Liberal Column

Kaine surprises with powerful debate performance

/ The Daily Orange

Before Tuesday’s vice presidential debate, the general public might have known more about Longwood University than the two candidates who would be debating at the small liberal arts school. But United States Sen. Tim Kaine and Indiana Gov. Mike Pence’s time out of the limelight has ended, as the two men participated in a debate that exceeded expectations in terms of both content and entertainment value.

Kaine and Pence, often described as calm, relatable complements to their divisive running mates, engaged in a spirited — and at times hostile — discussion of a wide concentration of issues, from police brutality to foreign policy. Both men asserted themselves as more than merely faceless auxiliary pieces in an election that has thus far centered on Hillary Clinton and Donald Trump’s shared ability to create raucous headlines.

In the scope of this year’s election, this was one of the most politically moderate events so far. This reflects the beliefs of the vice presidential candidates. Kaine, Clinton’s running mate, is a fairly moderate Democrat. And while Pence, Trump’s running mate, is an extremely conservative Republican, his statements and delivery came across as much more reasonable than his running mate’s typically do. In contrast to the explosive first presidential debate, Tuesday’s debate was a political chess match, yielding three key takeaways.

Pence knew exactly what he was doing

Trump has faced a host of criticism throughout the duration of his presidential campaign, a good deal of which stems from the fact that he has no previous political experience. While Pence is not, as he claimed, a lifelong politician — he was first a conservative radio show host — he does have a wealth of experience, which was evident in his performance.

While defending the outlandish statements and policies of Trump would be an uphill climb for any politician, Pence masterfully avoided inflammatory questions and criticisms regarding his compatriot. Despite the fact that some of his deflections, like falsely stating that the Clinton Foundation only utilizes 10 percent of donation money for aid, were indubitably incorrect, Pence was never stumped.

He seemed to realize early on that not answering certain questions would be more beneficial than attempting to defend Trump at every turn. In terms of political theatre, Pence performed valiantly, yet in terms of actual content, Pence’s rhetoric was fairly empty.

Kaine was not as advertised

In the leadup to Tuesday’s debate, the permeating perception of Kaine was a politically average everyman. He was chosen to not impede the Clinton campaign, but would do little to further its cause.

Yet Kaine came out on the attack from the beginning, saying that he would not trust Trump to control the U.S. military, in which Kaine’s son is a Marine. Kaine also pressed Pence to answer some of the leading issues of the election, namely Trump’s refusal to release his tax history.

After Pence repeatedly ignored the question, Kaine’s unabating queries forced his opponent to promise that Trump would, in fact, release his tax history. The Republican ticket now has no choice other than to follow through on that promise, meaning that for Trump, a forced transparency seems to be imminent.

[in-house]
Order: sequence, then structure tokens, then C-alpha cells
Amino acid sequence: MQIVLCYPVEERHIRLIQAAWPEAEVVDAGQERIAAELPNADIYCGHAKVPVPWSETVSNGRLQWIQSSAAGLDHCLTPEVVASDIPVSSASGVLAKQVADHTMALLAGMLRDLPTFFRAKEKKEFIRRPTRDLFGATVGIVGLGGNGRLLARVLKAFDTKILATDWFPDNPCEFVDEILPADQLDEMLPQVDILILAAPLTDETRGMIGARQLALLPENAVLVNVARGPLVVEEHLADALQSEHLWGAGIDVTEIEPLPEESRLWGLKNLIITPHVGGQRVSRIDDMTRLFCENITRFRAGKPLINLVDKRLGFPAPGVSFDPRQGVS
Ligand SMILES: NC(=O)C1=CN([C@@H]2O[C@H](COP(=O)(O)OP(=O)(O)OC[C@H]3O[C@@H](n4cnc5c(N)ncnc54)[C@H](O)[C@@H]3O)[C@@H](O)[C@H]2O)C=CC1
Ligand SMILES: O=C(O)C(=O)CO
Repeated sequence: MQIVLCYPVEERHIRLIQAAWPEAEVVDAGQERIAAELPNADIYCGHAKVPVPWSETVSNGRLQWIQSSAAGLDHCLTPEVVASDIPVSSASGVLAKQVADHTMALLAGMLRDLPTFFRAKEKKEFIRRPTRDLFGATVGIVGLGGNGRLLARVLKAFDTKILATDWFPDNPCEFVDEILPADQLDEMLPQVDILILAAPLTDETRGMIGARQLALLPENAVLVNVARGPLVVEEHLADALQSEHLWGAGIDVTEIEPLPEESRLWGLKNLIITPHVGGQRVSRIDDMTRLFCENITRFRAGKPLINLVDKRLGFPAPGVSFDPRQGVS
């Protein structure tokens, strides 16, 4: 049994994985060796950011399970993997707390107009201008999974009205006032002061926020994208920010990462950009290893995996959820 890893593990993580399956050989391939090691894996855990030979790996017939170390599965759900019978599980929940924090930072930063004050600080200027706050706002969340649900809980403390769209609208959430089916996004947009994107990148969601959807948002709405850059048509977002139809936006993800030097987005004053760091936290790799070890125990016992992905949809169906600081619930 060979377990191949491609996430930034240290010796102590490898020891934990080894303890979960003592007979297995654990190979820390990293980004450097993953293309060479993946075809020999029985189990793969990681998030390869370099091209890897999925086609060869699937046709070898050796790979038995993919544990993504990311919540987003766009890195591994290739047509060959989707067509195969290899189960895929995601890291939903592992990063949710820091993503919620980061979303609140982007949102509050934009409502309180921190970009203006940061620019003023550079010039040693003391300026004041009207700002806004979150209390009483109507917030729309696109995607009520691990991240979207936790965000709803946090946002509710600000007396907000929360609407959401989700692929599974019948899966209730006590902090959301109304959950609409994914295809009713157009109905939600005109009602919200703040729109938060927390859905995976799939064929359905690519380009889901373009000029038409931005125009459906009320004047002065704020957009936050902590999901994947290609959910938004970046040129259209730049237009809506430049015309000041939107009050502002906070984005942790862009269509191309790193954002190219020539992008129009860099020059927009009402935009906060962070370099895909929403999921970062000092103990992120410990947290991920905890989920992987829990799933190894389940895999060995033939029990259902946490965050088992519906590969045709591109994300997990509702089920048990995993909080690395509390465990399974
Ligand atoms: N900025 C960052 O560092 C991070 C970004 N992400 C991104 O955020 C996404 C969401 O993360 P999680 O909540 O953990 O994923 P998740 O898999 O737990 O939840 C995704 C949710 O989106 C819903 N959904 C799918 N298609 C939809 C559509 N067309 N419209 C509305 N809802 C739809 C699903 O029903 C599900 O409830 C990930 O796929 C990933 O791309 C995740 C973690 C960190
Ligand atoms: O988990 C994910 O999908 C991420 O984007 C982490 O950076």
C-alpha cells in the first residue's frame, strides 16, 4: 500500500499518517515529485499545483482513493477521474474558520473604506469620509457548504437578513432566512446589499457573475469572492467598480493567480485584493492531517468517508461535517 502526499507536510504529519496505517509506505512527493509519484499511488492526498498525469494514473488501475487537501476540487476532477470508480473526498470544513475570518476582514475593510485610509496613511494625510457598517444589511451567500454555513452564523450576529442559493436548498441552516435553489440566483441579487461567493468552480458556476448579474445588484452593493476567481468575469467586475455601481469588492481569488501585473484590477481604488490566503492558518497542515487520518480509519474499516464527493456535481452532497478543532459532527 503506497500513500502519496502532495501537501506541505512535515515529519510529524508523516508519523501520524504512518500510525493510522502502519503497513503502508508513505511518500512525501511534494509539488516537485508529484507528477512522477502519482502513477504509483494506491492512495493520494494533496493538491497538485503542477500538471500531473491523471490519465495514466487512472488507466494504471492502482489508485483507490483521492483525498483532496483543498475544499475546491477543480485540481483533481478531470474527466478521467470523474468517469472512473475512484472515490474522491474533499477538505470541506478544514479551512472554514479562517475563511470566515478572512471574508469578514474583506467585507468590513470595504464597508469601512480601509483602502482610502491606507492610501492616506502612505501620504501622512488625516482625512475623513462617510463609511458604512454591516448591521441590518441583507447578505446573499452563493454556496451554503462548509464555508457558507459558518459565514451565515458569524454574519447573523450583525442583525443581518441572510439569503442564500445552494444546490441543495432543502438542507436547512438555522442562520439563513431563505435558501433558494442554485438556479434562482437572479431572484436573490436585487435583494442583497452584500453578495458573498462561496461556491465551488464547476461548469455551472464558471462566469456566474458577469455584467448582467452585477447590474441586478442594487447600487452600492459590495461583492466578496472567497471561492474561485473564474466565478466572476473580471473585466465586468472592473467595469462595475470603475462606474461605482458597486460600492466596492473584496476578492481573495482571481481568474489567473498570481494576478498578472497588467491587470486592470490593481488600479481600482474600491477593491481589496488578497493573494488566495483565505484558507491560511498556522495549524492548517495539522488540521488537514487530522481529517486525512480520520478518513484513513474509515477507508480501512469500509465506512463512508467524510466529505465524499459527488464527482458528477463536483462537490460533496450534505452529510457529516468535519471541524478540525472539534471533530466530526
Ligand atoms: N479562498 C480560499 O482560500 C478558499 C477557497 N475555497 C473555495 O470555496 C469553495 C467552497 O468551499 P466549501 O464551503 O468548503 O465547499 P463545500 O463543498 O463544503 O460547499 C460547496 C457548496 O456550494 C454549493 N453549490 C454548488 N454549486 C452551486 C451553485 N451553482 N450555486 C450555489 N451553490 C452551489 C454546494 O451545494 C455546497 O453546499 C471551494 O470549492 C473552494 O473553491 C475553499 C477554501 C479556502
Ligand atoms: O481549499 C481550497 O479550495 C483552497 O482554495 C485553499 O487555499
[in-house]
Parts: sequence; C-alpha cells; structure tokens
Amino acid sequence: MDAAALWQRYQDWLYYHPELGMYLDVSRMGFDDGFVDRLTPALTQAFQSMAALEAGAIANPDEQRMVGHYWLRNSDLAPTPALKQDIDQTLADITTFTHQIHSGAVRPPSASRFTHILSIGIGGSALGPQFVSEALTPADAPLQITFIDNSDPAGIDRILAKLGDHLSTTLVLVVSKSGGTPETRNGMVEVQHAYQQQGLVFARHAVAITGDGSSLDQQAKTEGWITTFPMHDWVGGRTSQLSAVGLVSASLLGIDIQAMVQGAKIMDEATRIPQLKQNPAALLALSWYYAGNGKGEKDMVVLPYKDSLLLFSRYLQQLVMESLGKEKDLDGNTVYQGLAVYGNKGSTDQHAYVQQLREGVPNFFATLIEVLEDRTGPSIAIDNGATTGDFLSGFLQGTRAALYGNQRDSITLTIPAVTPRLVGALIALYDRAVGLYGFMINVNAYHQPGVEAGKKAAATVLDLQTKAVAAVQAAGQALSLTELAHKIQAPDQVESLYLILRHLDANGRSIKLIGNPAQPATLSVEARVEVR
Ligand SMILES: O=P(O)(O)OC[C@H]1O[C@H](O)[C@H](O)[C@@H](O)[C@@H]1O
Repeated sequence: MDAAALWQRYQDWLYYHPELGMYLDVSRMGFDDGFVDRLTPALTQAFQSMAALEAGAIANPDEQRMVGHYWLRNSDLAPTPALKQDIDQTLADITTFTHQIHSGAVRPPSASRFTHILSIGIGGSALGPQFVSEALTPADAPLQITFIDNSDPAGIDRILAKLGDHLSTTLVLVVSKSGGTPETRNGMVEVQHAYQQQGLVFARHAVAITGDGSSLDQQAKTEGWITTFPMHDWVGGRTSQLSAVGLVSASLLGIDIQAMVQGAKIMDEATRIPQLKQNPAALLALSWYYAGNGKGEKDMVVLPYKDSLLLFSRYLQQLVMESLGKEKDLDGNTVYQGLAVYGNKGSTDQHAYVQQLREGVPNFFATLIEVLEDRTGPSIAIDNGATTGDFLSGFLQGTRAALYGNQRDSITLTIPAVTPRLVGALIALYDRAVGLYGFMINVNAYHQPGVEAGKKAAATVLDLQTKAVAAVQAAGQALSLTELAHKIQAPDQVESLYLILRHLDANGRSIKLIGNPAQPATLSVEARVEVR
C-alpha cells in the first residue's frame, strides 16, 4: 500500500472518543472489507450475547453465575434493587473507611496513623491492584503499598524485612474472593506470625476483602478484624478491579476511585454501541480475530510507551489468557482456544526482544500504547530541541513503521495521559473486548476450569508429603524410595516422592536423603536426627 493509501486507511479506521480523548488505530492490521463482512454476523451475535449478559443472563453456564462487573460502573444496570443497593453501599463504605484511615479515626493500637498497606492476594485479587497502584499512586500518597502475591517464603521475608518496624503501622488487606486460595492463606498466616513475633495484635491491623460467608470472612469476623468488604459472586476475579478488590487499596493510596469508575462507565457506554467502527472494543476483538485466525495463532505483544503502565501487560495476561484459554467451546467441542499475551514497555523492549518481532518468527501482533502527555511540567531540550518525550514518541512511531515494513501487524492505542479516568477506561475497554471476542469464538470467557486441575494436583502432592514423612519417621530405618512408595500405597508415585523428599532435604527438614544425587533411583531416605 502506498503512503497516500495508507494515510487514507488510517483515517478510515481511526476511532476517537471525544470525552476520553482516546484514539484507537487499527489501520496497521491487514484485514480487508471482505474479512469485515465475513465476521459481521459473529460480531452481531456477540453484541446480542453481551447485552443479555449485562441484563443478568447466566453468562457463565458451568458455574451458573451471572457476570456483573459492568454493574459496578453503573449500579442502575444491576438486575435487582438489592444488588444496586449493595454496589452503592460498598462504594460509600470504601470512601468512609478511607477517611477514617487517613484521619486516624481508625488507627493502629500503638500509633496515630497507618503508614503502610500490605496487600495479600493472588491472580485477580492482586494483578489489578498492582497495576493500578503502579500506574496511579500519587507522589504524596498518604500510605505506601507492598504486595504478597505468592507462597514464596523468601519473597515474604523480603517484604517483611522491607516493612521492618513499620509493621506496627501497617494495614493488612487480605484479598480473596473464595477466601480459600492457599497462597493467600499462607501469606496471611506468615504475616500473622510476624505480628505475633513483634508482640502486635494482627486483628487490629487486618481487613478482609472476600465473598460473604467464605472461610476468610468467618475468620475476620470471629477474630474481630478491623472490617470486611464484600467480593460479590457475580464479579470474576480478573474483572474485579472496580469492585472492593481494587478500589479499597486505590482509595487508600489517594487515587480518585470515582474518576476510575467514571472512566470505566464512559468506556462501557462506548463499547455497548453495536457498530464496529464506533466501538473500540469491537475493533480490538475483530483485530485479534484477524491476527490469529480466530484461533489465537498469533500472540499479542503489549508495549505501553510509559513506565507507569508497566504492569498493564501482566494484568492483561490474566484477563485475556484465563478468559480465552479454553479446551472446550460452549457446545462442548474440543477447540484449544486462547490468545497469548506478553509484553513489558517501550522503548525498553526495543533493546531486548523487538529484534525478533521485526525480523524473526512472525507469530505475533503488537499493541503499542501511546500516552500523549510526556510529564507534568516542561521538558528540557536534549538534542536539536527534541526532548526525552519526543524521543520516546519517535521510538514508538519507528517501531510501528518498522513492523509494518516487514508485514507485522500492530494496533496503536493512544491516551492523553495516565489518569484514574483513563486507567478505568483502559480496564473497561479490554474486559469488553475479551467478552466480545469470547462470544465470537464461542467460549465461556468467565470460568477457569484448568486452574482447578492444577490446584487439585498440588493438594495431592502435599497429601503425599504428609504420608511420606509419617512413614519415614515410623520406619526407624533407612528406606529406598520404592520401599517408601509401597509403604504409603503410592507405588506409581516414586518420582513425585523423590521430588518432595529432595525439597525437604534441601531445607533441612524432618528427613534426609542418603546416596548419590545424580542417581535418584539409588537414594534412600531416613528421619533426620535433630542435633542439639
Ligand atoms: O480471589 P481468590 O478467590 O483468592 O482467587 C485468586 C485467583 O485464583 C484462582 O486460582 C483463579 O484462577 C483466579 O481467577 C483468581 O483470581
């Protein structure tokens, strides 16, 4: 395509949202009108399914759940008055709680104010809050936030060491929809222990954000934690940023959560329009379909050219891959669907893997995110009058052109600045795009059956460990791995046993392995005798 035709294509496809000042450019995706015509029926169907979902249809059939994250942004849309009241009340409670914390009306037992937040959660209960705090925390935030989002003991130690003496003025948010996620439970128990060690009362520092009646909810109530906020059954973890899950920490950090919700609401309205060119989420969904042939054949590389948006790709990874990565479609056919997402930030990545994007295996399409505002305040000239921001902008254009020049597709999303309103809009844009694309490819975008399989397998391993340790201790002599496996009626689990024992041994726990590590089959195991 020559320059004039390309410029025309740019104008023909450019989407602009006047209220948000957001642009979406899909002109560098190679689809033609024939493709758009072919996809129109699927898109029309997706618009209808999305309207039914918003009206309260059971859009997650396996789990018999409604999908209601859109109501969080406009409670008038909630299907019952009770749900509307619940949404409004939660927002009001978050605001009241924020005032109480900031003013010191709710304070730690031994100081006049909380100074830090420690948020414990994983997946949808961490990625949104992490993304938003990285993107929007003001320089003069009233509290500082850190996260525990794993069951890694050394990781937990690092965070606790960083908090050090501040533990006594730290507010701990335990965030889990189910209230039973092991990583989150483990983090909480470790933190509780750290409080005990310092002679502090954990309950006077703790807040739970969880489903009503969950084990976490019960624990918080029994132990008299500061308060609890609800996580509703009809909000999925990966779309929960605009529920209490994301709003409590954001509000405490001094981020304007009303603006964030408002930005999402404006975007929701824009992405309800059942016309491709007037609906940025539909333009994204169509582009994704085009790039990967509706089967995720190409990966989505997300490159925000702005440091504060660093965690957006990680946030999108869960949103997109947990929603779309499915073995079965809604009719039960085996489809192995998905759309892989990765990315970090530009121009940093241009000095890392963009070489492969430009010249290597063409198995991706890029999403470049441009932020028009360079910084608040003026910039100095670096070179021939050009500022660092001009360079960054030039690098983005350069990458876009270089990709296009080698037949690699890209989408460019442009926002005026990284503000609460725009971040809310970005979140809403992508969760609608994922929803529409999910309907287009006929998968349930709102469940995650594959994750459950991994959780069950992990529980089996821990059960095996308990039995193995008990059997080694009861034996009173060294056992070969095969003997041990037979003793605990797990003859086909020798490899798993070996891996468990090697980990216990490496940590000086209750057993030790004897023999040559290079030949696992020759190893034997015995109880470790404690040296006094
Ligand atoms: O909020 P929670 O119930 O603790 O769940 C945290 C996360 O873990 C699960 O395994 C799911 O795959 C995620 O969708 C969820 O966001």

Police brutality and race relations came to the forefront

One of the most contentious issues facing the U.S. today is the state of neighborhood relations with the police. Both Kaine and Pence conceded that an increase in community outreach programs would significantly deter crime, based on their personal experiences.

In a rare moment of agreement, both vice presidential candidates stated a desire for criminal justice reform. But Pence refused to acknowledge the presence of institutional racism within the U.S.’s criminal justice system, even when Kaine mentioned the rash of incidents involving police brutality and minorities and the growing demographic inequality that exists in this country’s prison system. Pence also side-stepped Trump’s recent comments involving stop-and-frisk, while Kaine was ardent in his opposition of a more militant police force.

Final thoughts

The debate was tightly contested and both candidates had strong showings. In an arena where the main objective is often to simply not harm the party’s campaign, a la Sarah Palin in 2008, it can be confidently reasoned that neither Pence nor Kaine hurt their respective running mates.

However, a turning point of the debate occurred when Kaine uttered a sequential catalogue of the most offensive statements uttered by Trump. Responding to Pence’s claim that he and Clinton have led an “insult-driven campaign,” Kaine said:

“Donald Trump during his campaign has called Mexicans ‘rapists’ and ‘criminals.’ He’s called women ‘slobs,’ ‘pigs,’ ‘dogs,’ ‘disgusting.’”

“He said African Americans are living in hell. And he perpetrated this outrageous and bigoted lie that President (Barack) Obama is not a U.S. citizen. If you want to have a society where people are respected and respect laws, you can’t have somebody at the top who demeans every group that he talks about.”

It was a shocking, gut-wrenching rolodex of slurs, and it put in perspective how absurd and demeaning parts of the Trump campaign have been. At that moment, Kaine stepped up and delivered a heavy blow to his opposition, one that many did not believe him to be capable of before the debate.

Ryan Dunn is a freshman history major. His column appears weekly. He can be reached at rarozenb@syr.edu.

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